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Posts Tagged ‘George Wallace

Sarah, Jared and the T-Word

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Could it be, in this marvelous melting pot we call “The United States of America,” that one’s religion or ethnicity can make all the difference between being labeled a charismatic politician or a media celebrity versus, say, a domestic terrorist?

Defining the T-Word

To a layman, the definition seems fairly clear-cut. According to the U.S.A. Patriot Act of 2001, under Section 802, titled, “Definition of domestic terrorism”:

(5) the term `domestic terrorism’ means activities that–

(A) involve acts dangerous to human life that are a violation of the criminal laws of the United States or of any State;

(B) appear to be intended–

(i) to intimidate or coerce a civilian population;

(ii) to influence the policy of a government by intimidation or coercion; or

(iii) to affect the conduct of a government by mass destruction, assassination, or kidnapping; and

(C) occur primarily within the territorial jurisdiction of the United States.

NOTE: Regarding description (A) in the above, it is a violation of the U.S. Code to incite insurrection or to advocate the overthrow of the government by force or violence.

____________

From what little we know of Jared Loughner, it appears that he doesn’t fit the definition of a domestic terrorist. Nor does it appear that he was involved in inciting insurrection or advocating the overthrow of the government.

It appears that Jared Loughner is, indeed, a profoundly disturbed individual who acted alone. This finding no doubt elicited a huge (albeit private) sigh of relief among the other players in the headlines — Sarah Palin, Sharron Angle, Glenn Beck, Rush Limbaugh, Michele Bachmann and the rest of the tea bag party, not to mention the bulk of the Republican Party, which has benefited so richly from the tea party rhetoric. Having figuratively dodged the bullet, these folk were then free to wage a campaign of self-righteous indignation against those who suggested that they may have served as conduits to the tragedy, given the climate of lawlessness, hatred and violence they’ve been promoting for the past two years.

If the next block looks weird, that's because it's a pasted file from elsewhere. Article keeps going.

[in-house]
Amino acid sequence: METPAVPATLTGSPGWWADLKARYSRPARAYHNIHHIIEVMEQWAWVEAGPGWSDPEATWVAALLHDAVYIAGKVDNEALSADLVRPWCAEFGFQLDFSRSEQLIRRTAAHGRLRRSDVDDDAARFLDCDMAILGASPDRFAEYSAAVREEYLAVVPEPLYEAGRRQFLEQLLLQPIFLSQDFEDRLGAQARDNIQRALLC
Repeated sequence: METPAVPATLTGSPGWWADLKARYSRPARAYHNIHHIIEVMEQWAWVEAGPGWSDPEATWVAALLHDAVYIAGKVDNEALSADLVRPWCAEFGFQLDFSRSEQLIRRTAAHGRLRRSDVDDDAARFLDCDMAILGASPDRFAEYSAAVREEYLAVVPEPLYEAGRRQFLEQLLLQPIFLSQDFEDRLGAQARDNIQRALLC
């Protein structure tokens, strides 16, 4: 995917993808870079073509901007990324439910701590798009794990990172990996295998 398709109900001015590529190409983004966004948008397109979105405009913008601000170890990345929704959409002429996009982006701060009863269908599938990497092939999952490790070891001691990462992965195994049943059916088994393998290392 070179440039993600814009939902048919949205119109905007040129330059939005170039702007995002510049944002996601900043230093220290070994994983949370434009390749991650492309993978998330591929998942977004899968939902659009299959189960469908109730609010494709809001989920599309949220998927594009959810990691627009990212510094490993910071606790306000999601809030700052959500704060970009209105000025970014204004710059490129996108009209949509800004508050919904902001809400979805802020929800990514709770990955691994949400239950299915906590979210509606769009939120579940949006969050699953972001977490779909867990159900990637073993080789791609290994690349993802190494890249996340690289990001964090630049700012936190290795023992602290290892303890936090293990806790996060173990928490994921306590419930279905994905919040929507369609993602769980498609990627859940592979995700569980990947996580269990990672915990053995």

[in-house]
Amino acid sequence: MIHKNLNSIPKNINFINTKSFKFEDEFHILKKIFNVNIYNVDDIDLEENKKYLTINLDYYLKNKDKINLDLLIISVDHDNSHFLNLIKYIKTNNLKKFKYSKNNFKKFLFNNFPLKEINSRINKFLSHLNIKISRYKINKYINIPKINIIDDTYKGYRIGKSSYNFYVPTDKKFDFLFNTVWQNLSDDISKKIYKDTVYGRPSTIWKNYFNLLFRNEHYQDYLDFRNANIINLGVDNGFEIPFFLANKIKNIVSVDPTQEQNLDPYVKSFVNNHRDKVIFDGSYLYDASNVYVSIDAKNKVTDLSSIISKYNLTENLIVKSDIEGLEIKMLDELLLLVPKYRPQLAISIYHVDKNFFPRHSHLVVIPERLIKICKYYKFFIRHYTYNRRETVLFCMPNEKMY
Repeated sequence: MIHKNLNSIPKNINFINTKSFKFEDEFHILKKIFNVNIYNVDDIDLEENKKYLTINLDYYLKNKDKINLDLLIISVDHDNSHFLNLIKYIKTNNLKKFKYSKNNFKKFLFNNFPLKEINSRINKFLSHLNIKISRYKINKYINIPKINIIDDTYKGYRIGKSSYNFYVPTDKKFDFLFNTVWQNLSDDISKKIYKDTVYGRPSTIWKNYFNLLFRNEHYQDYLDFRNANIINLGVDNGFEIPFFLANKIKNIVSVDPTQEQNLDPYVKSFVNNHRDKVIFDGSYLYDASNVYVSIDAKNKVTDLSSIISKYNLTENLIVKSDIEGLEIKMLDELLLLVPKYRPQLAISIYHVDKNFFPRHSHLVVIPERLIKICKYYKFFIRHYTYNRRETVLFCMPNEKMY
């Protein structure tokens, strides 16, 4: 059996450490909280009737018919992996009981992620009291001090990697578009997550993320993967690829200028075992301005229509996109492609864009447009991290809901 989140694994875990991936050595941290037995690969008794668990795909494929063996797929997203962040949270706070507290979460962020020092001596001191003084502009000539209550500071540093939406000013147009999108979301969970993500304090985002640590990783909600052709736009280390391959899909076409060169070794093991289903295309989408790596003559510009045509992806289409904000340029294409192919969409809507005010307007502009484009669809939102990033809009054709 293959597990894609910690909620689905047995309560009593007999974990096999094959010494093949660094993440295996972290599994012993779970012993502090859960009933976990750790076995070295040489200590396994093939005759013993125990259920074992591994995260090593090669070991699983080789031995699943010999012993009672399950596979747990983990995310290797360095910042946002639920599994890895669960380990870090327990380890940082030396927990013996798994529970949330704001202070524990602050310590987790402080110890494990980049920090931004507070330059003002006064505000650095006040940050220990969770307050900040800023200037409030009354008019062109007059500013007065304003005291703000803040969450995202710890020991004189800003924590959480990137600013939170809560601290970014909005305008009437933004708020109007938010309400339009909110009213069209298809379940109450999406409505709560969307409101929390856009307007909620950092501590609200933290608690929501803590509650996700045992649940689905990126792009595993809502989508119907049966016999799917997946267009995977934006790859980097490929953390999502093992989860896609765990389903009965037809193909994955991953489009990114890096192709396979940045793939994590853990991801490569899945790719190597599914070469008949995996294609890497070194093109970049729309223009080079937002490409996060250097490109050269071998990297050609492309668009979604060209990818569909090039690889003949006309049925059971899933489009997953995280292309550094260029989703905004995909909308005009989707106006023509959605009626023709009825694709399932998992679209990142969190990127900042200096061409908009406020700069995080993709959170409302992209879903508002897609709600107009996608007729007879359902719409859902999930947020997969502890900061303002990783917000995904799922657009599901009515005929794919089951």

Prologue

In the immediate wake of the Tucson shootings, there was a call for civility. Given the enormity of the national pain and grieving from the tragedy, such a call seemed almost superfluous. After all, who could be so crass, so brazen, so callous and heartless that they needed reminding to stop the political theater and take a break from the ugly words. Still — for those who did need reminding — there was that verbal call for civility. Surely no one would breach this, much less commit more violence.

Yet, within just three weeks of the tragedy, Sarah Palin threw the words, “blood libel” onto the table; Glenn Beck accused progressive Democrats of trying to “destroy” God;  Michele Bachmann compared the tea bag party’s battle against Obama to the “perilous” battle of the marines at Iwo Jima to “beat back a totalitarian aggressor”; and in Spokane, Washington, a bomb was planted at a Martin Luther King, Jr. Day parade. I could easily site a dozen more.

While the media have floated the bombing attempt as a “possible hate crime,” the FBI has accurately termed it as a case of domestic terrorism, which makes the dearth of news coverage perplexing compared to, say, the Time Square incident, which received a full court media circus.

Less perplexing is the statement by Spokane police Chief Anne Kirkpatrick, who says that her department’s Central Intelligence Unit has reported an increase in hate literature and other white supremacist activity over the past two years. Two years? Interesting. This is the sort of information we should be scrutinizing, if we hope to prevent such attacks in the future. What is past is prologue.

It is at least a sign of progress that the Spokane bombing attempt — which was designed to inflict mass casualty of innocent men, women and children — has been labeled an act of domestic terrorism. True progress will come when the folk who incite such acts — no matter what their race, religion or ethnicity — are also called to task. Of course, after Sarah’s  “blood libel” defense last week, it’s unlikely that the media or anyone else will be mentioning her name in the same sentence as the word “Spokane” any time soon.

Deja Vu

No one ever accused Gov. George Wallace of throwing a bomb, but he was nonetheless widely blamed for creating the violent landscape in which the 16th Street Baptist Church bombing in Birmingham occurred in 1963, killing four innocent children and injured 22 others — and which occurred just one week after Wallace told the New York Times that, to stop integration, Alabama needed a “few first-class funerals.

Wallace was asked, 23 years later, to comment on the blame he’d been assigned by so many at the time — including Dr. Martin Luther King, Jr., who’d wired Wallace the day after the murders, “Your irresponsible and misguided actions have created in Birmingham and Alabama the atmosphere that has induced continued violence and now murder.” To this, Wallace replied: